Note to self: quit ignoring the genre.
“Mahko’s Knife” which was written by John O’Dowd was actually sent to me through his publisher (whom all of you should know by now) Scott Nicholson, and what caught my eye (as I scanned his list of review submissions) was the synopsis.
“Take Jason Bourne, give him Apache blood, threaten his family, and drop him in the Southwestern desert, and you’d have Mahko.”
Well…loving Jason Bourne and all his stellar kick-ass-ness (yes I know that’s not actually a word) I was thrilled to read a book that was claiming to be similarly structured.
The blurb is correct. Mahko is one skilled Apache, but not in that hey-look-at-me-I-can-make-bone-tools way, more the I-was-a-badass-in-special-ops-and-you-have-just-pissed-me-off-you-better-watch-your-back sorta way. When a drug war gets a little to close to home and Mahko’s son Geronimo is snatch by thugs, he makes it his mission to get him back…regardless of who gets in the way, but when his son (who is as equally and as frightfully skilled) decides he’s tired of being held hostage, he springs into action. What do you do when you have an angry drug lord after you? What happens when the hunter becomes the hunted, and what do you do when you’re stuck in the desert thousands of miles from home?
The first couple of chapters had me a little confused, jumping from several different perspectives and several different story lines with no defined plot, but luckily by about 10% in, the chaotic-ness finally settled down and the story emerged. The character development in this novel was stunning, leaving no man behind (even the most minute of characters had development paragraphs so you could understand their motive.) The majority of this novel is a chase (there are a few flashbacks stuck in for dramatic effect) but even with the immense amount of detail, (for example, explaining how the hero was planning each physical step he would take,) the flow never stalled. John O’Dowd delivered an action packed fight to stay alive from cover to cover, and as an added bonus left the reader to their own assumption in the final chapter.(This is usually annoying, but this time it was brilliantly fitting)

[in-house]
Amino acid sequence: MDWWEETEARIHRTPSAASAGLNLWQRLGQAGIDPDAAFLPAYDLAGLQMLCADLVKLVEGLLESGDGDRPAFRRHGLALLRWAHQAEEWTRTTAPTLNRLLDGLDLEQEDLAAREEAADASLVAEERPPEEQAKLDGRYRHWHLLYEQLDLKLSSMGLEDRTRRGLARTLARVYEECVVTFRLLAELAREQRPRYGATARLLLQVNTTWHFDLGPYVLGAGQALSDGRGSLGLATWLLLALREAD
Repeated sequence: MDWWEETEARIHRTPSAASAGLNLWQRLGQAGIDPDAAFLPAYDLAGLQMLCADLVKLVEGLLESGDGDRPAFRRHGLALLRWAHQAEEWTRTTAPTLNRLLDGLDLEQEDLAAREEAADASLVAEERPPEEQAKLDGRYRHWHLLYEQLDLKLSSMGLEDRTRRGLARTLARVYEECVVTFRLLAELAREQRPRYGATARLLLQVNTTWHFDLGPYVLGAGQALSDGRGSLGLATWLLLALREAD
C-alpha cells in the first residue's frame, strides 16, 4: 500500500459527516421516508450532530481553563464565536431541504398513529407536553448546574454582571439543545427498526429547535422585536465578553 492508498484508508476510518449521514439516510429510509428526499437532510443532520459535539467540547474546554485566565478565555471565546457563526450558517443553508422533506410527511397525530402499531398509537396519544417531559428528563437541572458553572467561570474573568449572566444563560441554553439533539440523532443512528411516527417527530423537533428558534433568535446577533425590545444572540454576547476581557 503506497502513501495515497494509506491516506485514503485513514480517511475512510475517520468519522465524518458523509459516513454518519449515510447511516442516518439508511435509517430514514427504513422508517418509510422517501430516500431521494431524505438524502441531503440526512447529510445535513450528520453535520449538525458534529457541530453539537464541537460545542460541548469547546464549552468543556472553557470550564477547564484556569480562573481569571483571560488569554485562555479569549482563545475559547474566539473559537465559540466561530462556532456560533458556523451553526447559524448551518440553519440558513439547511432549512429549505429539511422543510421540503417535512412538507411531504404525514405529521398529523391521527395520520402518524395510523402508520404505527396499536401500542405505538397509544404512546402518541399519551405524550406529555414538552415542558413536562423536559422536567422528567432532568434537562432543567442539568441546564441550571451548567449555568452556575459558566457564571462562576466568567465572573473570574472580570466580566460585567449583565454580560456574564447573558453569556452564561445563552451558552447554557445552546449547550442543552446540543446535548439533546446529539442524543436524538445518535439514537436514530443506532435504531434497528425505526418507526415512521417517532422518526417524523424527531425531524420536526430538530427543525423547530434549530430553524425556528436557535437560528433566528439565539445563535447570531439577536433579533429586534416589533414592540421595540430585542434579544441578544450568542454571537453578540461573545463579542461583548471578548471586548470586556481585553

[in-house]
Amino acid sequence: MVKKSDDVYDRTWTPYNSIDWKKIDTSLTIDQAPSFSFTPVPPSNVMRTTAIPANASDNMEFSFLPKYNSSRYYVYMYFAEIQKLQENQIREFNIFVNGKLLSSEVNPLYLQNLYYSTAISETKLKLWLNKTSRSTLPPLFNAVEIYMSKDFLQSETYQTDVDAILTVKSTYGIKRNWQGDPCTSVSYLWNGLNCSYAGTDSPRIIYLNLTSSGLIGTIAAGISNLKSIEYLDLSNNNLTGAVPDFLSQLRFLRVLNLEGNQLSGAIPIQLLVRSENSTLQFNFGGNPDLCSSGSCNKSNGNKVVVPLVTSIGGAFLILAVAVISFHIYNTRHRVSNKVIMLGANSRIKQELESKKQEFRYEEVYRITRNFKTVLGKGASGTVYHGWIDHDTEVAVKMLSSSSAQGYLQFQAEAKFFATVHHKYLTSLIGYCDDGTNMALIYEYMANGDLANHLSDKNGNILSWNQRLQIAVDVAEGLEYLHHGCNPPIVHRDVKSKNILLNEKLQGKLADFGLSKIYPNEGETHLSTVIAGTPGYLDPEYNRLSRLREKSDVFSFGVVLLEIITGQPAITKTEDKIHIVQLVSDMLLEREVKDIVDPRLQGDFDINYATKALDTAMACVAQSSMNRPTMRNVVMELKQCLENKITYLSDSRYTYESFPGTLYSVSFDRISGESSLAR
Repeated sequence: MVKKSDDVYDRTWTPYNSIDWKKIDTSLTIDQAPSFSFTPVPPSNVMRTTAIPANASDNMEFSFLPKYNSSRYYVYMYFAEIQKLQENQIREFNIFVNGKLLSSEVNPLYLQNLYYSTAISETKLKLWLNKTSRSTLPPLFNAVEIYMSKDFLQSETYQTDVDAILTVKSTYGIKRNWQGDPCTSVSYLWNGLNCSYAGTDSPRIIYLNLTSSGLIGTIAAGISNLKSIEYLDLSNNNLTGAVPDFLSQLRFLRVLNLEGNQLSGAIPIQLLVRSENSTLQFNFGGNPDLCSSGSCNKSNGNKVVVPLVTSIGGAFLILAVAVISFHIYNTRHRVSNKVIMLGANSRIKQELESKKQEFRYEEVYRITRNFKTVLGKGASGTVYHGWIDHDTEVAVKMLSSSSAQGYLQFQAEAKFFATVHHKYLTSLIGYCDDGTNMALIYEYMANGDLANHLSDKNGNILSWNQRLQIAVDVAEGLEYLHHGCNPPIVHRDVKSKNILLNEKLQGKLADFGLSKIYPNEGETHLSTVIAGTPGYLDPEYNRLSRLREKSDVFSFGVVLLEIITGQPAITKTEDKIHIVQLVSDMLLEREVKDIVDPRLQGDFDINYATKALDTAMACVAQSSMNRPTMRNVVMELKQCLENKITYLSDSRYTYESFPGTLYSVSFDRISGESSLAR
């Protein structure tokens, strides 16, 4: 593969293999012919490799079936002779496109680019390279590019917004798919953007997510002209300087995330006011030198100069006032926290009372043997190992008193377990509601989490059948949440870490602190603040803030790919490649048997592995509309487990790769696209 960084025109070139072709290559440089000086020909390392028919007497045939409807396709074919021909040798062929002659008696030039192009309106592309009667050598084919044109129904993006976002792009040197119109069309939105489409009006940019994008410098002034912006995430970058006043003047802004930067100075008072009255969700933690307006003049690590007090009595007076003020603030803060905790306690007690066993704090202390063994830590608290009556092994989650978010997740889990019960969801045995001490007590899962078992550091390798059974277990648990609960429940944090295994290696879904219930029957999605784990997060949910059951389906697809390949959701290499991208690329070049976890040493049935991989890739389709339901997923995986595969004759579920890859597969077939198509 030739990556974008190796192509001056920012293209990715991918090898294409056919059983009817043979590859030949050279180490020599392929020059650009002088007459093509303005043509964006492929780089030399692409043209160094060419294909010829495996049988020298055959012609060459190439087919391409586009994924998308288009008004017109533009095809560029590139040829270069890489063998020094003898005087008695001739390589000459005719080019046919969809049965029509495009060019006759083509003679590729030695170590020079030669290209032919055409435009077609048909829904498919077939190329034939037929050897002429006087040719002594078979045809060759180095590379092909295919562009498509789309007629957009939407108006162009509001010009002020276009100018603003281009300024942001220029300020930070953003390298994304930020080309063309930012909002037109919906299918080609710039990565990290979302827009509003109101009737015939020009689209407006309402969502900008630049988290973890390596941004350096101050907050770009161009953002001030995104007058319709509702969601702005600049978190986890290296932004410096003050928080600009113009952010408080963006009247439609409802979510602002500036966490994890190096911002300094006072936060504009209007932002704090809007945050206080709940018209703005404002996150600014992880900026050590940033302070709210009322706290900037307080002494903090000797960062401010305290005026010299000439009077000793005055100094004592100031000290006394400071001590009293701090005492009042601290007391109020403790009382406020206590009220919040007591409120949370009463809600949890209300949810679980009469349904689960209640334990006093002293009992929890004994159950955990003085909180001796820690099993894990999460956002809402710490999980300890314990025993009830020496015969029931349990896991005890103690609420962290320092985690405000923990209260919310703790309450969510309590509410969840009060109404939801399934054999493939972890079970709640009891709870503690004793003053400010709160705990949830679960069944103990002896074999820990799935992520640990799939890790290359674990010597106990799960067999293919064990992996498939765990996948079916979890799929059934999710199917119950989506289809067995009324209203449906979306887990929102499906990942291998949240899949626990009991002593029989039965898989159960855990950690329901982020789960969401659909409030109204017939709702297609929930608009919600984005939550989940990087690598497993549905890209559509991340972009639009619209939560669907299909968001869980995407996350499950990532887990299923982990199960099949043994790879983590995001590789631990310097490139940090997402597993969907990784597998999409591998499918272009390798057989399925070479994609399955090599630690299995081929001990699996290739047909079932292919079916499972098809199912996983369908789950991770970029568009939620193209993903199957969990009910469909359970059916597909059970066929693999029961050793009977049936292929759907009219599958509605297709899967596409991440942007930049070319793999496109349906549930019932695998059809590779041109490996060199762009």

if you are an adrenaline junkie and enjoy the thrill of a well thought out chase then this is most definitely worth the cash.
There was an arrogant 2nd in command who had trouble walking, a girl who hated beans, boxing ring mishaps, miscalculated sleep cycles, and one hell of a torture scene that has now left me afraid of thermometers (even if I’m not a guy.)
This one is a good, relatively cheap read… get it, live it, love it…pass it on.
Happy reading my fellow Hunters and remember: you never know when you’re being watched…so be sure to close your blinds.
For a complete book description click image.